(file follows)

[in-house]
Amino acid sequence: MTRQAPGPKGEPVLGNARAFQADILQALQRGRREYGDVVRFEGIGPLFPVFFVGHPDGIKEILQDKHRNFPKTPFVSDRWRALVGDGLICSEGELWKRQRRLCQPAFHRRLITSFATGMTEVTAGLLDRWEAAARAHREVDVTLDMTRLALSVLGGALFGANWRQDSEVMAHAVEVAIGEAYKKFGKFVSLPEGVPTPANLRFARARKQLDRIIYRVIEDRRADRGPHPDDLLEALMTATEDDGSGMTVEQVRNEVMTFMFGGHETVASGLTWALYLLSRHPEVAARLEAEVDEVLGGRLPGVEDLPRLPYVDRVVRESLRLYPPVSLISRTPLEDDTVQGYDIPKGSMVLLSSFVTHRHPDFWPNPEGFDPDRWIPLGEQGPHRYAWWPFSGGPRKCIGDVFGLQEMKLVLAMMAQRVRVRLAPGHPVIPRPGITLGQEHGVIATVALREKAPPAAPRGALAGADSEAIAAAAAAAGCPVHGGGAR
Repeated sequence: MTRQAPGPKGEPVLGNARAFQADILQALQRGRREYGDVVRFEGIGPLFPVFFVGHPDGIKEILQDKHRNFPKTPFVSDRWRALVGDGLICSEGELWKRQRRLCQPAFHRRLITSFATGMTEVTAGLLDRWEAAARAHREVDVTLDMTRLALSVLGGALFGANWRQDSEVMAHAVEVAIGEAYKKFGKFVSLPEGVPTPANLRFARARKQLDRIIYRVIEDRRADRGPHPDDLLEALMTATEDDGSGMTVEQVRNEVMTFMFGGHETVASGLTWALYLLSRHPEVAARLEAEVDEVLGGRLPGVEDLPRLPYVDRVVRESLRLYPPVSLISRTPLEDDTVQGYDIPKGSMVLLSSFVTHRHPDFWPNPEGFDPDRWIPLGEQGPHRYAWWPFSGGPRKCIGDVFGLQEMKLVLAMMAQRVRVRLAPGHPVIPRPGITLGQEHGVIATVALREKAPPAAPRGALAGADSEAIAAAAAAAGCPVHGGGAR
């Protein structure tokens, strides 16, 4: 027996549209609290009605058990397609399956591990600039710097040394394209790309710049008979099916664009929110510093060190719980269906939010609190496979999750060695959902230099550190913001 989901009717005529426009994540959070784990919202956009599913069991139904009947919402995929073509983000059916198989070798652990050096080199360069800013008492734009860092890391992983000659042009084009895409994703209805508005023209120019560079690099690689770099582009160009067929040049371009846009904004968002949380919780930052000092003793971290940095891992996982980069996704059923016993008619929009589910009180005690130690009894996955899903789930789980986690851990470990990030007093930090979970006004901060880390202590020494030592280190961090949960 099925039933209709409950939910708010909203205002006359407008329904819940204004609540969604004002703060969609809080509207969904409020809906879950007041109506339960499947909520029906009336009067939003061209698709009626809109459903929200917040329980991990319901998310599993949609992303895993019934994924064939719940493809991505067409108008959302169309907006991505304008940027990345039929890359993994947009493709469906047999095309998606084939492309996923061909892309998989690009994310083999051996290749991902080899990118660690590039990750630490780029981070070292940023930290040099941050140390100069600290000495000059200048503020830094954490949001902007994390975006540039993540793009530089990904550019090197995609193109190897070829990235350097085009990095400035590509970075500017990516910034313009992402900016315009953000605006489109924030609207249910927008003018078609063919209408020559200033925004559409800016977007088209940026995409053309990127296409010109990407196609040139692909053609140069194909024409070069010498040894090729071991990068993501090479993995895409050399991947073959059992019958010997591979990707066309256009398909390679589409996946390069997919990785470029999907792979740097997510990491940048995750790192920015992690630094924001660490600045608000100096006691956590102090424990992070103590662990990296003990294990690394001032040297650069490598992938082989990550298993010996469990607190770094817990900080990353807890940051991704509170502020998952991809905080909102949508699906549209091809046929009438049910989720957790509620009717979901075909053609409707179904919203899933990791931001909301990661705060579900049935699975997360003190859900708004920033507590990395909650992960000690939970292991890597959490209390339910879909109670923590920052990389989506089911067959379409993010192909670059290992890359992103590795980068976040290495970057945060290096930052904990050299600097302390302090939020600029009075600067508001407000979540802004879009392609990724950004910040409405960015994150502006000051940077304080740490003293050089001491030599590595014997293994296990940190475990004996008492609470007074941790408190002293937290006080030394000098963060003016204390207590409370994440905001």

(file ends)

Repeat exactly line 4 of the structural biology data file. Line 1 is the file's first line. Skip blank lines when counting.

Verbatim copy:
């Protein structure tokens, strides 16, 4: 027996549209609290009605058990397609399956591990600039710097040394394209790309710049008979099916664009929110510093060190719980269906939010609190496979999750060695959902230099550190913001 989901009717005529426009994540959070784990919202956009599913069991139904009947919402995929073509983000059916198989070798652990050096080199360069800013008492734009860092890391992983000659042009084009895409994703209805508005023209120019560079690099690689770099582009160009067929040049371009846009904004968002949380919780930052000092003793971290940095891992996982980069996704059923016993008619929009589910009180005690130690009894996955899903789930789980986690851990470990990030007093930090979970006004901060880390202590020494030592280190961090949960 099925039933209709409950939910708010909203205002006359407008329904819940204004609540969604004002703060969609809080509207969904409020809906879950007041109506339960499947909520029906009336009067939003061209698709009626809109459903929200917040329980991990319901998310599993949609992303895993019934994924064939719940493809991505067409108008959302169309907006991505304008940027990345039929890359993994947009493709469906047999095309998606084939492309996923061909892309998989690009994310083999051996290749991902080899990118660690590039990750630490780029981070070292940023930290040099941050140390100069600290000495000059200048503020830094954490949001902007994390975006540039993540793009530089990904550019090197995609193109190897070829990235350097085009990095400035590509970075500017990516910034313009992402900016315009953000605006489109924030609207249910927008003018078609063919209408020559200033925004559409800016977007088209940026995409053309990127296409010109990407196609040139692909053609140069194909024409070069010498040894090729071991990068993501090479993995895409050399991947073959059992019958010997591979990707066309256009398909390679589409996946390069997919990785470029999907792979740097997510990491940048995750790192920015992690630094924001660490600045608000100096006691956590102090424990992070103590662990990296003990294990690394001032040297650069490598992938082989990550298993010996469990607190770094817990900080990353807890940051991704509170502020998952991809905080909102949508699906549209091809046929009438049910989720957790509620009717979901075909053609409707179904919203899933990791931001909301990661705060579900049935699975997360003190859900708004920033507590990395909650992960000690939970292991890597959490209390339910879909109670923590920052990389989506089911067959379409993010192909670059290992890359992103590795980068976040290495970057945060290096930052904990050299600097302390302090939020600029009075600067508001407000979540802004879009392609990724950004910040409405960015994150502006000051940077304080740490003293050089001491030599590595014997293994296990940190475990004996008492609470007074941790408190002293937290006080030394000098963060003016204390207590409370994440905001």